Abdominal pain observed in patients 2 and 3 was consistent with the visceral form of symptomatic toxocarosis. Some authors suggest a higher prevalence of abdominal pain in Toxocara-seropositive children, especially in those with more severe infection documented by strongly elevated titres of specific antibodies [4]. Additionally, in these two children from high-risk rural areas, the clinical pattern of the multifocal eye disease may probably be due to the late re-activation of quiescent larval forms of Toxocara species or a possible re-infection during a repeat exposure to a Toxocara species-contaminated environment. In patient 2, who had a low level of Toxocara species-specific serum antibody, a subretinal granuloma appeared in the periphery of the previously affected eye 2 years after the initial infection. The possibility of the activation of a dormant Toxocara species larva existing in a "hypobiosis" (lower metabolism) condition cannot be excluded. Despite the acquired immunity demonstrated by a high serum titre of specific IgG in the third patient, a severe infection caused by multiple larval forms of Toxocara species was observed. The ocular compartment is known to be an area of a low immunological response against parasitic infections due to the lack of infiltration of inflammatory cells and cytokines. In this third case, the developed semi-immunity was not sufficient to protect the adolescent against the new infection of the eye.

The double clinical picture may suggest a mixed infection with two different strains of Toxocara species, characterized by various pathogenic features or even a secondary infection with another strain of the same parasite species. The possibility of concomitant T. canis and T. cati infections is also a possibility. From clinical observation, there was no induction of stable protective immunity during the primary Toxocara species infection and the susceptibility to a re-invasion in case of high degree of contaminations.

The cases presented in the study illustrate the need for prompt and intensive anti-parasitic treatment in asymptomatic or subclinical Toxocara-seropositive children in order to diminish the risk of eye damage. Changes in the behaviour and/or environment of infected children and regular deworming of domestic animals can be beneficial to reduce or eliminate the risk of a continued exposure to Toxocara eggs. A prolonged clinical observation is crucial in cases infected with Toxocara species, in order to prevent the late re-activation of quiescent parasites located deep within human tissues.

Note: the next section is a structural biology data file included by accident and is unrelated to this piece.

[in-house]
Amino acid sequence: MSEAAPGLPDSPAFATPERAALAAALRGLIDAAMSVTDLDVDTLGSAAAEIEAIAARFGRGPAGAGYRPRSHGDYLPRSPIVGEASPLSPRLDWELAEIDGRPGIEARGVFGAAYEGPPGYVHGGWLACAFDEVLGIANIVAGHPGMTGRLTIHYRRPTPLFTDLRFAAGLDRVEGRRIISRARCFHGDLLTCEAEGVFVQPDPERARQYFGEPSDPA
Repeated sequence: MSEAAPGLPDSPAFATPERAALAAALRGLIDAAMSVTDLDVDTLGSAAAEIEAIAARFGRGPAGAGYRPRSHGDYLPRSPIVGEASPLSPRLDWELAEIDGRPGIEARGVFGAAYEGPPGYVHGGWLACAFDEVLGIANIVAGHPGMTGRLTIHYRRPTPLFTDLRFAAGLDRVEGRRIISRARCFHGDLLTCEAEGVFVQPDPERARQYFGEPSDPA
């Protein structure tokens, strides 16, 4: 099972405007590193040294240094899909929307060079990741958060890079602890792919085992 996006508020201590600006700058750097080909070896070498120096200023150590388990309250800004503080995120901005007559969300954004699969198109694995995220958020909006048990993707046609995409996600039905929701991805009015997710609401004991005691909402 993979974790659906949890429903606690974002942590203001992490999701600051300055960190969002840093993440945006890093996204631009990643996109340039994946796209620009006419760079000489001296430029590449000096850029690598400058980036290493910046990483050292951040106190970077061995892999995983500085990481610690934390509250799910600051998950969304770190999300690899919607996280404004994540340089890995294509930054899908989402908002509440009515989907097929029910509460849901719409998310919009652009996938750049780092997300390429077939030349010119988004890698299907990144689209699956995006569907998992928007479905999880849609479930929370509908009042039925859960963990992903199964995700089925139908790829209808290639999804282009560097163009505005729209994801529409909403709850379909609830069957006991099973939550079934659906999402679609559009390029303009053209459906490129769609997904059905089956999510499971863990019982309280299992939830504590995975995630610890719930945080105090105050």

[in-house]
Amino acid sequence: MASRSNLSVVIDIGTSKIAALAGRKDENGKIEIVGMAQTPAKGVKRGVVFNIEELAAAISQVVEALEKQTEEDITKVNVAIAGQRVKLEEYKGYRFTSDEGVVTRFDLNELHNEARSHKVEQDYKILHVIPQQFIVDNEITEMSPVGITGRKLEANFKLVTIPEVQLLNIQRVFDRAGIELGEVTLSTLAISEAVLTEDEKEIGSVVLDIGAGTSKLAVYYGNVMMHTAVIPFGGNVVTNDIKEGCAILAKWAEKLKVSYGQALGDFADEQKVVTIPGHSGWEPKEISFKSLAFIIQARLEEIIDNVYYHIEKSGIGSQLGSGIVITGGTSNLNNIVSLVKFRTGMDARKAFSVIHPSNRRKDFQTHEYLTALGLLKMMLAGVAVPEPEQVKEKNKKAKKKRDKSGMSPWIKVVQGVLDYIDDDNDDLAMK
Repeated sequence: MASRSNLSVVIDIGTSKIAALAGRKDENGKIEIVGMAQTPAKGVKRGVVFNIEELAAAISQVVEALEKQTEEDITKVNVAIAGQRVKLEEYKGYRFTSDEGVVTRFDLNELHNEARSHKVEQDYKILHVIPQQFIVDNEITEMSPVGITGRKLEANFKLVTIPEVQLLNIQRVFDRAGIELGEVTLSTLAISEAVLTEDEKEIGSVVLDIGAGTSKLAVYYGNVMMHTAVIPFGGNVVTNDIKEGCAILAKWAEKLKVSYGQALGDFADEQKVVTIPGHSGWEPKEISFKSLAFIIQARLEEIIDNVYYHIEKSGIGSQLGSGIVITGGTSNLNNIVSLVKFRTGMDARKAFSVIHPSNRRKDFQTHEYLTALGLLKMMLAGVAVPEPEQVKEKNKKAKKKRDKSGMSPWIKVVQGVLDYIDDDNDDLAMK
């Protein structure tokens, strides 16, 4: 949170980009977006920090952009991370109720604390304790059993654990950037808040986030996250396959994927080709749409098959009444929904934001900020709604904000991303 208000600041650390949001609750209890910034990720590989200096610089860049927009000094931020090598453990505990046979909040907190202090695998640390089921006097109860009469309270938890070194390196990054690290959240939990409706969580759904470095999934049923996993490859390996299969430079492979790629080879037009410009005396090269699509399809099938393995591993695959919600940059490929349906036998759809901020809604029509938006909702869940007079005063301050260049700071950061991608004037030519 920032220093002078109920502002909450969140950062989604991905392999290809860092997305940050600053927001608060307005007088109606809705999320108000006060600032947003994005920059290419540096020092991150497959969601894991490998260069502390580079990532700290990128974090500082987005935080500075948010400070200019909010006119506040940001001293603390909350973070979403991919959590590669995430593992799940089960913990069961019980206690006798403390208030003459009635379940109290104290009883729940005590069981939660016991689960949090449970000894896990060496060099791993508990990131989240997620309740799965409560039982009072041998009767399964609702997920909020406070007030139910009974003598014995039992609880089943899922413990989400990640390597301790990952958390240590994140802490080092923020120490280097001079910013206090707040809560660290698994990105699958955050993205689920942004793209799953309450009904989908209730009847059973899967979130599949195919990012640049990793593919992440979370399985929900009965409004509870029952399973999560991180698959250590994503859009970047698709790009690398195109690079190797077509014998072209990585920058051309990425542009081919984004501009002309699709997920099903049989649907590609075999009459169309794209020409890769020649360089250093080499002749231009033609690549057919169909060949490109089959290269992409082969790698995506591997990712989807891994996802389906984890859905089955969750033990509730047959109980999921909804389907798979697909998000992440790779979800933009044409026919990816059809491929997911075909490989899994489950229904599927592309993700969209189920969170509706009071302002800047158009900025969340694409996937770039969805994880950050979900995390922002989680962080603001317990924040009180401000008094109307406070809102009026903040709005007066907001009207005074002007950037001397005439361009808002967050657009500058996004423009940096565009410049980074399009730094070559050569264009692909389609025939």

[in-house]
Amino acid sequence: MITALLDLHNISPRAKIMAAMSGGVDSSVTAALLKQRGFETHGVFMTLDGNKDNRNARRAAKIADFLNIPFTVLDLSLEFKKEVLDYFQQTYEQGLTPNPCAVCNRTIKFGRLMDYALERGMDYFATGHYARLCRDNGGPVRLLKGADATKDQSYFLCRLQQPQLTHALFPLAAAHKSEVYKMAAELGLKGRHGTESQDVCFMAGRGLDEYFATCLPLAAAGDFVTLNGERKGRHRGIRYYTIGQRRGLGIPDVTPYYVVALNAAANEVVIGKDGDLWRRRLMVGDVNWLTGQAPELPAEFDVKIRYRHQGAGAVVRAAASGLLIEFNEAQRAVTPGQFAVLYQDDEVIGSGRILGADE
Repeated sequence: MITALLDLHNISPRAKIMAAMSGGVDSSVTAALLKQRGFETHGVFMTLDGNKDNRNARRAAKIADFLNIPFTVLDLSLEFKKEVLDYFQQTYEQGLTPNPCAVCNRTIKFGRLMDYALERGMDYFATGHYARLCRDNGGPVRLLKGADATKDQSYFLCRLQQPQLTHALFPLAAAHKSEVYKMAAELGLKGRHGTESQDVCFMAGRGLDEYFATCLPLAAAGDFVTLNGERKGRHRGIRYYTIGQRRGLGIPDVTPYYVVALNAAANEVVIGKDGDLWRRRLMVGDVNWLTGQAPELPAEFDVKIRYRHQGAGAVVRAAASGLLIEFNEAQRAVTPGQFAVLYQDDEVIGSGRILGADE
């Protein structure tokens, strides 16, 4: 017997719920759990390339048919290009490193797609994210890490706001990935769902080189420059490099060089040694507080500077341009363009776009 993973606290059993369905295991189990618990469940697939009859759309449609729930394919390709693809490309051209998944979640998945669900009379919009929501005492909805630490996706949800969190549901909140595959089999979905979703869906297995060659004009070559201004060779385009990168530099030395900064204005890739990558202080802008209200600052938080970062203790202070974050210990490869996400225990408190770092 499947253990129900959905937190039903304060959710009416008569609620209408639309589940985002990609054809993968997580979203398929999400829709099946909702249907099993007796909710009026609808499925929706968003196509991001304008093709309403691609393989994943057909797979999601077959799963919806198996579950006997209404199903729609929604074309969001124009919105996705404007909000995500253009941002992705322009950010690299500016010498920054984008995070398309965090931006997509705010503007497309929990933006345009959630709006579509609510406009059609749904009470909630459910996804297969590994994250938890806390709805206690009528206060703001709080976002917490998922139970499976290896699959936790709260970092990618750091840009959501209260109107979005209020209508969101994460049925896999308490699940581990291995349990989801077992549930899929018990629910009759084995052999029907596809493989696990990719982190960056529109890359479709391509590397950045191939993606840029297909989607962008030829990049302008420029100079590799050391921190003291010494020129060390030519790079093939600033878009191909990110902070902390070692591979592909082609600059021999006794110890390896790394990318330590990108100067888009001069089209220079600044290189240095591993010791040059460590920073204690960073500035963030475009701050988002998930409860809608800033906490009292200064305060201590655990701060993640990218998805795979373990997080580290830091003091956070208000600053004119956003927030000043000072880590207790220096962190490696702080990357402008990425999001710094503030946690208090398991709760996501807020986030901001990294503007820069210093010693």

Conclusions

The co-existence of ocular larva migrans syndrome and visceral signs of Toxocara spp. infection in children and adolescents is a rare clinical form of toxocarosis but cannot be neglected, because of the more severe clinical picture with irreversible sequelae.

A more effective sanitary education on Toxocara and a more healthy life style is needed in school-age children in highly endemic areas, in order to reduce the potential risk of infection or re-infection, which may lead to severe incidences of toxocarosis and the progression of the disease.

Prolonged anti-parasitic treatment is recommended in patients with asymptomatic or subclinical forms of Toxocara infection in order to prevent the late reactivation of the migrating larvae in tissues.

Consent

Written informed consents were obtained from parents of the patients for publication of this case series and accompanying images. Copies of the written consents are available for review by the Editor-in-Chief of this journal.

List of abbreviations

ALT: 

Alanine transaminase

AST: 

Aspartate transaminase

BMI: 

Body mass index

ELISA: 

Enzyme-Linked Immunosorbent Assay

Ig: 

Immunoglobulin

IU: 

International unit

MW: 

Molecular weights

O.D.: 

Optical density

OLM: 

Ocular larva migrans

SD: 

Standard deviation

TU: 

Toxocara unit

TES: 

Toxocara excretory-secretory antigens

VLM: 

Visceral larva migrans

WBC: 

White blood cells.

Declarations

Acknowledgements

The authors are very grateful to Professor Zbigniew S. Pawlowski for their helpful comments to the manuscript and Dr. Clinton Muoto for checking the language. The authors wish to thank the patients and their parents for a participation in the clinical study.

Authors’ Affiliations

(1)
Department and Clinic of Tropical and Parasitic Diseases, University of Medical Sciences
(2)
Department of Ophthalmology, University of Medical Sciences